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Editor’s Letter

What is it about wine country that makes it so seductive? It’s partly the beautiful landscape, with rows of vines that creep like fuzzy green caterpillars up and down the hills. It’s partly the tasting rooms, where visitors can make the connection between the site, the soil and the wine in the glass—the ultimate locavore experience. But it’s mainly the promise of something fundamental: fun with friends or family in a gorgeous place. We explore it all in this issue.

Since California is the wine country closest to home, we dig deep there. Executive Wine Editor Lettie Teague visits Napa Valley’s Beringer Vineyards, which was the first winery in the country to offer public tours. Lettie and Beringer winemaker Laurie Hook lead a discussion about Cabernet over a perfect spring lunch of slow-roasted lamb with pesto prepared by chef Gerard Craft of St. Louis’s Niche.

We also visit Napa in two more stories. In our Well-Being column, we catch up with Sandy Lawrence, who lives the life that most wannabes (or at least this wannabe) dream of: She owns a great vegetarian restaurant and yoga studio, Ubuntu, and has a lovely eco-minded house and a biodynamic garden. In “Hidden, Affordable Napa Valley,” writer Tilar Mazzeo reveals Napa at its most accessible: She takes a salsa lesson, soaks in mineral springs and goes on a vineyard “safari” in a 1963 U.S. military Jeep.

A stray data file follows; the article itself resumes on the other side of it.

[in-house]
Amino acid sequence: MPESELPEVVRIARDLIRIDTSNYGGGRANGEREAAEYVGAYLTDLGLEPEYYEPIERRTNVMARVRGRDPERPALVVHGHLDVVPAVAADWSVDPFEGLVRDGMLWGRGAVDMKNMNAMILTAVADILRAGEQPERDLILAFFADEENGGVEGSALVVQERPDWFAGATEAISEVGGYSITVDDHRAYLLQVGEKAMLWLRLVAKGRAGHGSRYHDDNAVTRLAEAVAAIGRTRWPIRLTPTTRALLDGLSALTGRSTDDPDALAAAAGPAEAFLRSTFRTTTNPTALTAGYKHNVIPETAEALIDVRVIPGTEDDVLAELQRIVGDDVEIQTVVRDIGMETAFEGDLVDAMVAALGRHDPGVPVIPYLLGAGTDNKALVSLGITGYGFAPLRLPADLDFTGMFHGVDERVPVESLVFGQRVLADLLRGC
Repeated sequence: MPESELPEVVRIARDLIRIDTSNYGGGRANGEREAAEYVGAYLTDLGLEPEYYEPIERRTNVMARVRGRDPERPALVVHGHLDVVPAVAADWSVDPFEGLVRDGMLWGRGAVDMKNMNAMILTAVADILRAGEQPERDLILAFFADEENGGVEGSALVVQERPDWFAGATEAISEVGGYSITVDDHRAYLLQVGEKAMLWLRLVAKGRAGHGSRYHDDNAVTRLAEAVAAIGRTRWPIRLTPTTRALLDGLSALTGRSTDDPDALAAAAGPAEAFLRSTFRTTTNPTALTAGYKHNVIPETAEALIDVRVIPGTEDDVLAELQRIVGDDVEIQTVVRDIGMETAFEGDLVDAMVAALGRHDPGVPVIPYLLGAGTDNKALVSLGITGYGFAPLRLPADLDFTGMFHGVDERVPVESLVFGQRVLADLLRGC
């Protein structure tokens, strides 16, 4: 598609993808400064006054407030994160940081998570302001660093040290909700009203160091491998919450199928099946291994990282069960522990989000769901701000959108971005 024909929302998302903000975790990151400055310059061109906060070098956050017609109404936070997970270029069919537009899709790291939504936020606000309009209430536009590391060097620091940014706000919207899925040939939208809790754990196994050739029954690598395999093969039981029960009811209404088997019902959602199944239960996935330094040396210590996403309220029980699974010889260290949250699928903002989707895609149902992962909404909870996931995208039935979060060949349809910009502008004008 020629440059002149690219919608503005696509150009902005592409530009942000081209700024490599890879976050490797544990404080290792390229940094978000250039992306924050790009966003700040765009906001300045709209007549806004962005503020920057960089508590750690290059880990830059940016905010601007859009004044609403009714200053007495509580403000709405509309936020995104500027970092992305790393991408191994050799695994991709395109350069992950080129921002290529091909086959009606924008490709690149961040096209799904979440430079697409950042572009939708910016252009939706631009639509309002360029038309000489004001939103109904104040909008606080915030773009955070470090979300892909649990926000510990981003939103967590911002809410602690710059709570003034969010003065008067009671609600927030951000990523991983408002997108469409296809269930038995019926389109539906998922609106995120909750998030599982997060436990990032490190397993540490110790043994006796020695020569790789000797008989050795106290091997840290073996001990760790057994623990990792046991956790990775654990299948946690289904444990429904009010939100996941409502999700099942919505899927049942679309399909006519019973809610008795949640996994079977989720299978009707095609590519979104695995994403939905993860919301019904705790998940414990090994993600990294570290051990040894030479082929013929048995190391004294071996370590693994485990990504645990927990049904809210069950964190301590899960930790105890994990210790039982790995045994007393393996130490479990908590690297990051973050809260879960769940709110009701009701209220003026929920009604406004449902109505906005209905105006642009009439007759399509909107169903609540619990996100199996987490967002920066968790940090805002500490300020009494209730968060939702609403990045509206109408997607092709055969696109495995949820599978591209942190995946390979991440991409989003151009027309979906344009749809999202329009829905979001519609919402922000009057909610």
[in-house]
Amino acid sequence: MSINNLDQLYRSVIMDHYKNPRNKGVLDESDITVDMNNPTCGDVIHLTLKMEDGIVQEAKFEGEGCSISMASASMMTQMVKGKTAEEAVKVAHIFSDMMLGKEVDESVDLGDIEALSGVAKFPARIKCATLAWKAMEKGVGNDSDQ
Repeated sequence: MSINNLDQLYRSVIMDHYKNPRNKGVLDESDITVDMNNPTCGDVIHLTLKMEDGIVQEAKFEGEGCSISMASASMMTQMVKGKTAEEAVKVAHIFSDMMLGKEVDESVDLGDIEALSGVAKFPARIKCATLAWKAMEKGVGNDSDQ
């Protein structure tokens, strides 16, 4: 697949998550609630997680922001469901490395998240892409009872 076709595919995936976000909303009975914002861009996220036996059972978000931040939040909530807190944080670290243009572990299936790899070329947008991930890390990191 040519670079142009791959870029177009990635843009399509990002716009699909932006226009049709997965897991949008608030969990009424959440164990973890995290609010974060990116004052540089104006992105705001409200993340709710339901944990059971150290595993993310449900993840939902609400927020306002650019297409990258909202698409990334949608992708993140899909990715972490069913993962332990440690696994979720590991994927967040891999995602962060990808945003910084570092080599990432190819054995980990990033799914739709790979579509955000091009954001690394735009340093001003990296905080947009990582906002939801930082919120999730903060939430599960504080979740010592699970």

In our blockbuster “World’s Best Wine Country Recipes,” we create a taste-bud tour of the planet with incredible recipes and dozens of bottles to match. The spicy Chilean fried-fish sandwiches are terrific with a crisp Sauvignon Blanc; the lemony Provençal chicken is sublime with a smoky white Côtes-du-Rhône.

Trying these pairings in my Manhattan apartment doesn’t perfectly fulfill my wine-country fantasy. But if I close my eyes tight, I can almost see the vines.

Where I’m Coming From

My Recent NYP Expeditions:

Tom: Tuesday Dinner
Tom Colicchio’s “pop-up” Tuesday-night-only restaurant has an exquisite menu that reminded me of his time cooking at Gramercy Tavern. I loved the pig trotters with pickled egg and honshimeji mushrooms.

Shang
Susur Lee’s New York City debut showcases the Toronto star’s dazzling Chinese-global flavors. His jerk chicken is amazing.

Co.
Jim Lahey, the bread genius who launched Sullivan Street Bakery, makes one of the best pizza crusts ever at his hip new restaurant. And the toppings are great, too!

Published April 2009
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